Horse Safety Advice From a TBI Patient
The last article I wrote was lighthearted and fun. I talked about how some of us are horse-crazy forever and that those who live with and love us should just accept it.
Today, I feel the need to write about something a bit more serious. As some of you know, I sustained a traumatic brain injury in a non-riding accident with a horse on March 13 of this year. I developed post-concussive syndrome which has left me with a long recovery and affected not just my life but my family members' lives and our business.
I never would have thought that all these months later, I would still need a walker to walk and suffer from chronic fatigue, headaches, and dizziness.
It Happened to Me and It Could Happen to You
We always think "Oh that won't ever happen to me." Well, the fact is, it can happen to me and it did. Same goes for you.
I have broken young horses to ride, done eventing, done dressage, trail riding, I had even started to learn how to vault last year—among just all the stupid things I did with horses as a kid back when I was fearless and thought nobody was watching.
This is the first time that I have been badly hurt. I have had broken bones and such over the years, but never anything as life-altering as a TBI. I have even had other concussions before in my riding career, and never took them seriously because I was fortunate enough to not have any ill effects from them besides a headache for a couple days.
Or so I thought. This time it was my 5th concussion. I had never heard that concussions build on each other, and each time you have one it makes healing from the next one that much worse.
Would knowing that have kept me out of the saddle or out of the barn all these years? Of course not! If I would have known though, I may have taken them more seriously and rested and followed instructions after the accident. It can make a real difference in how you recover and if you recover fully.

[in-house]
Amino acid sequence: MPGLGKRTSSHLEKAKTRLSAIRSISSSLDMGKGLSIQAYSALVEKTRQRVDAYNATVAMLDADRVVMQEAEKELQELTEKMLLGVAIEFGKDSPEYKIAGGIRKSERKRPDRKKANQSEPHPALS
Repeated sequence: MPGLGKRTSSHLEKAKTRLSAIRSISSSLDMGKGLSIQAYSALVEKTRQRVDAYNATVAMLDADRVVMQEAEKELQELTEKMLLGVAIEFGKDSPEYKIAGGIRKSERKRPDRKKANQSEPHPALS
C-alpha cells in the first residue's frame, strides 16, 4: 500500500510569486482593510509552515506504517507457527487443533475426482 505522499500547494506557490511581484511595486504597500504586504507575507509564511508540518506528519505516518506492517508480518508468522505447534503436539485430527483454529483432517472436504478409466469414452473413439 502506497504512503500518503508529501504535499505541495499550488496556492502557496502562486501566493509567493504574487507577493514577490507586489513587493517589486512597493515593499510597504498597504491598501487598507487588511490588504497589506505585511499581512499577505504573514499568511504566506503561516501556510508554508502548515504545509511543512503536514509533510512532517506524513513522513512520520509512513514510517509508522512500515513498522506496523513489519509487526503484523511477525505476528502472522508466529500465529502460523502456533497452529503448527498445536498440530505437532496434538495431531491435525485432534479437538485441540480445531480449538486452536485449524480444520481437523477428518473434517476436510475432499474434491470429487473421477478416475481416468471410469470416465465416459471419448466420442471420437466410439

After my accident on March 13, I tried to push through a headache, dizziness, and nausea I was experiencing. That is what horse girls do right? Suck it up buttercup! If I would have known that in my situation having had head injuries before that resting after another concussion was even more important, I might have listened. Probably not, but maybe!
I had never even heard of post-concussive syndrome until they told me that I had it and that was why I wasn't getting better yet. It can take months or even up to a year for some people in my type of situation to get back to normal. Some have persisting symptoms that never go away. I pray every day that isn't going to be me. I have gotten some better, it has just been life changing and I have a long way to go.
It happened to me and it could just as easily happen to anyone else who rides or interacts with horses on a daily basis.
No Matter How Safe We Feel, They Are Still Animals
I know that probably seems like I'm stating the obvious a bit, but it needs to be said. I love my horses like family. Teaching lessons for 20 years almost I have spent hours and hours with some of the horses I own. I absolutely adore them.
It becomes very easy to forget that they are still huge animals and their instinct for self-preservation comes before everything else. It becomes easy to forget that even the oldest, calmest horse might spook and react the wrong way at the wrong time.
As I found out, all it takes is one small little piece of the puzzle to go wrong and it can mean someone getting seriously hurt.
All of us that work with horses or ride horses know this. It says it in every horse book and you heard it in beginner lessons. The thing is when we are around horses day in and day out, we get to know them so well—their personalities and habits, likes and dislikes, that we push that danger factor to the back of our mind.
We are all guilty of it. When you are working with a good horse and communicating well, it is like you are on the same wavelength and speaking the same language. The thought that they might react to something and hurt you is the farthest thing from our minds.
We need to remember that no matter how much we love them and think we know their reaction to every little thing, no horse or other animals (for that matter) is ever one hundred percent predictable and we need to remember that.